Obama to Award Highest Military Award to Courageous Veterans Overlooked Due to Racism

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A military aide holds up the Medal of Ho

Melvin Morris, an African-American army veteran, recently received a surprise phone call from President Obama.

“I fell to my knees. I was shocked,” Morris told AP.

Morris and 23 other Army veterans who served in World War II and the Korean and Vietnam Wars recently learned that a congressionally mandated review decided they had been overlooked for Medal of Honor awards due to prejudices against minorities. Next month, President Obama will award the veterans, mostly of Latino and Jewish descent, the highest military commendation at an unusual mass ceremony.

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“President Obama said he was sorry this didn’t happen before,” said Morris, one of three living recipients. “He said this should have been done 44 years ago.”

Morris, who claims he “never really did worry about decorations,” was cited for courageous actions during combat operations on Sept. 17, 1969 in South Vietnam . The former Green Beret staff sergeant was injured while recovering the body of his fatally injured master sergeant from a jungle ambush, The Washington Post reported.

Spc. 4 Santiago J. Erevia and Sgt. 1st class Jose Rodela, the other living recipients who are both from San Antonio, were also commended for for courage during combat in 1969 in South Vietnam.

Passed by Congress in 2002, the National Defense Authorization Act required the Army to investigate historical racism among military ranks.

The cases of 6,505 recipients of the Distinguished Service Cross–the second-highest military award–spanning three wars were reassessed, although Congress’ order did not initially take into consideration Black soldiers.

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According to The Washington Post, the 12-year review was “an enormous undertaking that sent military personnel officials searching for lost records and battlefield histories amid the complicated politics surrounding the military’s highest honor.”

Of the pool of eligible soldiers who might have been overlooked due to racial or ethnic biases, eight Vietnam veterans, nine Korean war veterans and seven World War II veterans were ultimately found to be deserving of the Medal of Honor.

Obama’s prior challenges to discrimination in the military, particularly prohibiting a ban on gay and lesbian military members, as well as his being the first African-American president instill an even greater meaning to this historic event.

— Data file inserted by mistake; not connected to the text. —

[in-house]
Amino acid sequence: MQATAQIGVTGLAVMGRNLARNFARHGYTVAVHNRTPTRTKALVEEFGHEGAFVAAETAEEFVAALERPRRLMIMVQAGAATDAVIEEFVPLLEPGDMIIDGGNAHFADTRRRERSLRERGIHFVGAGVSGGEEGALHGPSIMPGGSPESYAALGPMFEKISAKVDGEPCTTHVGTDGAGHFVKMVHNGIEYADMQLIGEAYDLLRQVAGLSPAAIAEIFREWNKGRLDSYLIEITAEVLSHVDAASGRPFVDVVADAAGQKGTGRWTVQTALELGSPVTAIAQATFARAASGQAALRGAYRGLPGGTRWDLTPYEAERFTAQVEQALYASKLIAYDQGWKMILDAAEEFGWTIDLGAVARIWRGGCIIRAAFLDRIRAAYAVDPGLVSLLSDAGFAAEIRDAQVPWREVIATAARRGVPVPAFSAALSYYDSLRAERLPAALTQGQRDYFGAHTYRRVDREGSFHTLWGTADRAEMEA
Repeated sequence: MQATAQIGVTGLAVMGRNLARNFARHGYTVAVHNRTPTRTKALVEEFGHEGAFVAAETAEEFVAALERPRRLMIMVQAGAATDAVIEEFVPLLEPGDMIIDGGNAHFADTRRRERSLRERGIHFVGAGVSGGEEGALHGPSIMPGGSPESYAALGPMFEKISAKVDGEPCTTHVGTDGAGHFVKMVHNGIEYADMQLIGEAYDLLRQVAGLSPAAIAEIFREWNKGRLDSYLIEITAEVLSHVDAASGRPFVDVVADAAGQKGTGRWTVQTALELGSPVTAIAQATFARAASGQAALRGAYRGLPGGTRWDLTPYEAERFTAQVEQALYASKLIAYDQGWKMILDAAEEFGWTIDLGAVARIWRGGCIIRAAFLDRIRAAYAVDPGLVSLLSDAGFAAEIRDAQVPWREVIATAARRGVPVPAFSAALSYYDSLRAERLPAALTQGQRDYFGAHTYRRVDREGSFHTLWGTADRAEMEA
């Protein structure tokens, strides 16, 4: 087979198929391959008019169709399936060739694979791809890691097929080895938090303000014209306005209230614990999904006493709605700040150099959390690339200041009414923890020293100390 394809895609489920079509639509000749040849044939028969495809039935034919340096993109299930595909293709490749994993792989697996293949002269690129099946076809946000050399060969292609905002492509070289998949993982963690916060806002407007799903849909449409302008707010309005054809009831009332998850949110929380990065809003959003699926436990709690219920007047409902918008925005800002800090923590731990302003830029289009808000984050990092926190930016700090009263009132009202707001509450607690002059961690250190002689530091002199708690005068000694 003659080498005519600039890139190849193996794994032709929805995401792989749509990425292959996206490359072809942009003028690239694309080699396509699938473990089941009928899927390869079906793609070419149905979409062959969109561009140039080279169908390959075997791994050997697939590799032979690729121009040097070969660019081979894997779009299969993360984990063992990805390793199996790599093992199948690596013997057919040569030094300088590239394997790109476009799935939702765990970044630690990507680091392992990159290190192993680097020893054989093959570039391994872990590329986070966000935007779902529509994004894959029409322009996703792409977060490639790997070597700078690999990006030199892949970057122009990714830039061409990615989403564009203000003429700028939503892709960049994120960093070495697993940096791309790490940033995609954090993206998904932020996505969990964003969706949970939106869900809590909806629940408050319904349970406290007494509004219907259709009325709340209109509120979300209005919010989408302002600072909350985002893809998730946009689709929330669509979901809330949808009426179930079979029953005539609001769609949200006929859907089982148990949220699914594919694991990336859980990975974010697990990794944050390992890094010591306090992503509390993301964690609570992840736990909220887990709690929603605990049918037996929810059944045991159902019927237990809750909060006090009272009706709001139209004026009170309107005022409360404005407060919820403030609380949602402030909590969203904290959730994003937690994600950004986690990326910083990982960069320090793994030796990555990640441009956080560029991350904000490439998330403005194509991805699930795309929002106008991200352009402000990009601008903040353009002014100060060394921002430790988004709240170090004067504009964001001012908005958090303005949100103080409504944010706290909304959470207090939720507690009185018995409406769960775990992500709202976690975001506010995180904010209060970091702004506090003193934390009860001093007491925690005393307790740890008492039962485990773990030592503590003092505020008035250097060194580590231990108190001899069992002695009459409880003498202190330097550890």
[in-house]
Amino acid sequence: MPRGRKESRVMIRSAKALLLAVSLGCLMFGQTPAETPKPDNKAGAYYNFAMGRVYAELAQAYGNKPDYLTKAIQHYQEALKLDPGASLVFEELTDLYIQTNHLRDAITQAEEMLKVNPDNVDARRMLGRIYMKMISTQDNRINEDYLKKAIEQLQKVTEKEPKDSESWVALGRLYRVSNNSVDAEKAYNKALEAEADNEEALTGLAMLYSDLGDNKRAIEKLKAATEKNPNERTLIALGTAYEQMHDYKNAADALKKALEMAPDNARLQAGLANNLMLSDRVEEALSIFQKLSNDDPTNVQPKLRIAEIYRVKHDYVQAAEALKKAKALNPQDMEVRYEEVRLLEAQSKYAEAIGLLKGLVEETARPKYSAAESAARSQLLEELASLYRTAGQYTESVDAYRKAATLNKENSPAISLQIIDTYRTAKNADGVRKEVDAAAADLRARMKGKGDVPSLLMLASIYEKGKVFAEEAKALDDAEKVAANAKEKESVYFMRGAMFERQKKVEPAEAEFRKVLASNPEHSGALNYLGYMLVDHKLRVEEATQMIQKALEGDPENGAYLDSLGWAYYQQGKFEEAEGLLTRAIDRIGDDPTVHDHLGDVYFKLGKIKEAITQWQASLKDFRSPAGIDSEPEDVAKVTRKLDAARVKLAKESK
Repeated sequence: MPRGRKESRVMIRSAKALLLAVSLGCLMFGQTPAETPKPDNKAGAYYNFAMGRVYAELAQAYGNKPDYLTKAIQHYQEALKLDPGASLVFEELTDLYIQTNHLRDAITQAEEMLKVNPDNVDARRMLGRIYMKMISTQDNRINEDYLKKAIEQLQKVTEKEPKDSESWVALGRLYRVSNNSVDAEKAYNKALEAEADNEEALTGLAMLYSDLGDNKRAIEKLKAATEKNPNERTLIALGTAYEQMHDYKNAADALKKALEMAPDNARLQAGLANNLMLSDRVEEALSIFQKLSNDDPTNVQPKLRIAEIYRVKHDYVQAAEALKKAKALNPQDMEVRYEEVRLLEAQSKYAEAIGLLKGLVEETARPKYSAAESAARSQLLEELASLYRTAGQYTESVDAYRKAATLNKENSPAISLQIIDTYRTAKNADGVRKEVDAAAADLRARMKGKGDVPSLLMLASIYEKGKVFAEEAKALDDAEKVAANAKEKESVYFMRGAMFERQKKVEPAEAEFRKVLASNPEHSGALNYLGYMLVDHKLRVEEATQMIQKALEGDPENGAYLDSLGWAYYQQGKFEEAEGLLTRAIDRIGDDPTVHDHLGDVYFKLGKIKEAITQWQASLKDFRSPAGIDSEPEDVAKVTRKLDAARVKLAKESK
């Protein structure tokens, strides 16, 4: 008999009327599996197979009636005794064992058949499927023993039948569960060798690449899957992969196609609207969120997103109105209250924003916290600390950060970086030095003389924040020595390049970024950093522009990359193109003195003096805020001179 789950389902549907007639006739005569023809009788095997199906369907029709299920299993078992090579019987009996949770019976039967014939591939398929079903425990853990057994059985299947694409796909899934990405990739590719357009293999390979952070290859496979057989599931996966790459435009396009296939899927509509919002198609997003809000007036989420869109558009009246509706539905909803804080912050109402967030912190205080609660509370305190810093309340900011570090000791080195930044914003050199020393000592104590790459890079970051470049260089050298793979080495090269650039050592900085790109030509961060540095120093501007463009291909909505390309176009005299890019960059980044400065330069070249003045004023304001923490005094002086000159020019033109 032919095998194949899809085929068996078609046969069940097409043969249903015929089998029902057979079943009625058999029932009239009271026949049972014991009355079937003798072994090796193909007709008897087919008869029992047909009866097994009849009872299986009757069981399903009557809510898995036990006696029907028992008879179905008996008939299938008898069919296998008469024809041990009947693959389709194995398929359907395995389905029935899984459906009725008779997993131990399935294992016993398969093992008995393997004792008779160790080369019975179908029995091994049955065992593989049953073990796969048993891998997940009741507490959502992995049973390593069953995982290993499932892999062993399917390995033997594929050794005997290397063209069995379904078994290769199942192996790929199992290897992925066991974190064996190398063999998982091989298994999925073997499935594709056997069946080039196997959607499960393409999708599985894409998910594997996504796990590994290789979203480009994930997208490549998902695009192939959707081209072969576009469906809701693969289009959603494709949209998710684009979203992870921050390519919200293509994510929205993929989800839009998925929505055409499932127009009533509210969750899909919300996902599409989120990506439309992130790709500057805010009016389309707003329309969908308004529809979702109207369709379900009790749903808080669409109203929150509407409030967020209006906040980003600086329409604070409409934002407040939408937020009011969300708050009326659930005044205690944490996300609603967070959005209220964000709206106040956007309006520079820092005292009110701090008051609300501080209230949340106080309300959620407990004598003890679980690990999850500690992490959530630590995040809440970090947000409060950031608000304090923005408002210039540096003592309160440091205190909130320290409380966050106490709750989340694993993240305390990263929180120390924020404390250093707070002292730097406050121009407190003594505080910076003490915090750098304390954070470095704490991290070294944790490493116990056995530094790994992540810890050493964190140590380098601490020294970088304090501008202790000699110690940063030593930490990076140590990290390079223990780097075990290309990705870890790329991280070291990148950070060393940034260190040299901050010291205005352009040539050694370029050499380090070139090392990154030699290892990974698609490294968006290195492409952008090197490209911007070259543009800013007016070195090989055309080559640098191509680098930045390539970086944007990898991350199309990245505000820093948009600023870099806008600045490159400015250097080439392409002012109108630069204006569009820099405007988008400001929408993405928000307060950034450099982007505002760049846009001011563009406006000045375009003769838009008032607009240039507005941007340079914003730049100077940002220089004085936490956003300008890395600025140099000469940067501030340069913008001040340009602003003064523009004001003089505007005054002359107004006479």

The presentation will take place on March 18 in the White House.

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As reported by AP, the posthumous recipients are:

—Sgt. Candelario Garcia, born in Corsicana, Texas, for courageous actions during combat operations in Lai Khe, South Vietnam, on Dec. 8, 1968.

— Spc. 4 Leonard L. Alvarado, born in Bakersfield, Calif., died during combat operations in Phuoc Long province, South Vietnam, on Aug. 12, 1969.

— Staff Sgt. Felix M. Conde-Falcon, born in Juncos, Puerto Rico, killed during combat operations in Ap Tan Hoa, South Vietnam, on April 4, 1969.

— Spc. 4 Ardie R. Copas of Fort Pierce, Fla. killed during combat operations near Ph Romeas Hek, Cambodia, on May 12, 1970.

— Spc. 4 Jesus S. Duran of San Bernardino, Calif., for courageous actions during combat operations in South Vietnam on April 10, 1969.

— Cpl. Joe R. Baldonado, born in Colorado, killed during combat operations in Kangdong, North Korea, on Nov. 25, 1950.

— Cpl. Victor H. Espinoza of El Paso, Texas, for courageous actions during combat operations in Chorwon, North Korea, on Aug. 1, 1952.

— Sgt. Eduardo C. Gomez, born in Los Angeles, for courageous actions during combat operations in Tabu-dong, South Korea, on Sept. 3, 1950.

— Pfc. Leonard M. Kravitz, born in New York City, killed during combat operations in Yangpyong, South Korea, on March 6-7, 1951.

— Master Sgt. Juan E. Negron of Bayamon, Puerto Rico, for courageous actions during combat operations in Kalma-Eri, North Korea, on April 28, 1951.

— Master Sgt. Mike C. Pena, born in Newgulf, Texas, killed in action during combat operations in Waegwan, South Korea, on Sept. 4, 1950.

— Pvt. Demensio Rivera, born in Cabo Rojo, Puerto Rico, for courageous actions during combat operations in Changyong-ni, South Korea, on May 23, 1951.

— Pvt. Miguel A. Vera, born in Puerto Rico, killed during combat operations in Chorwon, North Korea, on Sept. 21, 1952.

— Sgt. Jack Weinstein of Saint Francis, Kan. for courageous actions during combat operations in Kumsong, South Korea, on Oct. 19, 1951.

— Pvt. Pedro Cano, born in La Morita, Mexico, for courageous actions during combat operations in Schevenhutte, Germany, on Dec. 3, 1944.

— Pvt. Joe Gandara, born in Santa Monica, Calif., for courageous actions during combat operations in Amfreville, France, on June 9, 1944.

— Pfc. Salvador J. Lara, of Riverside, Calif., for courageous actions during combat operations in Aprilia, Italy, May 27-28, 1944.

— Sgt. William F. Leonard, of Lockport, N.J., for courageous actions during combat operations near St. Die, France, on Nov. 7, 1944.

— Staff Sgt. Manuel V. Mendoza, born in Miami, Ariz., for courageous actions during combat operations on Mount Battaglia, Italy, on Oct. 4, 1944.

— Sgt. Alfred B. Nietzel, born in New York City, for courageous actions during combat operations in Heistern, Germany, on Nov. 18, 1944.

— 1st Lt. Donald K. Schwab, born Hooper, Neb., for courageous actions during combat operations near Lure, France, on Sept. 17, 1944.

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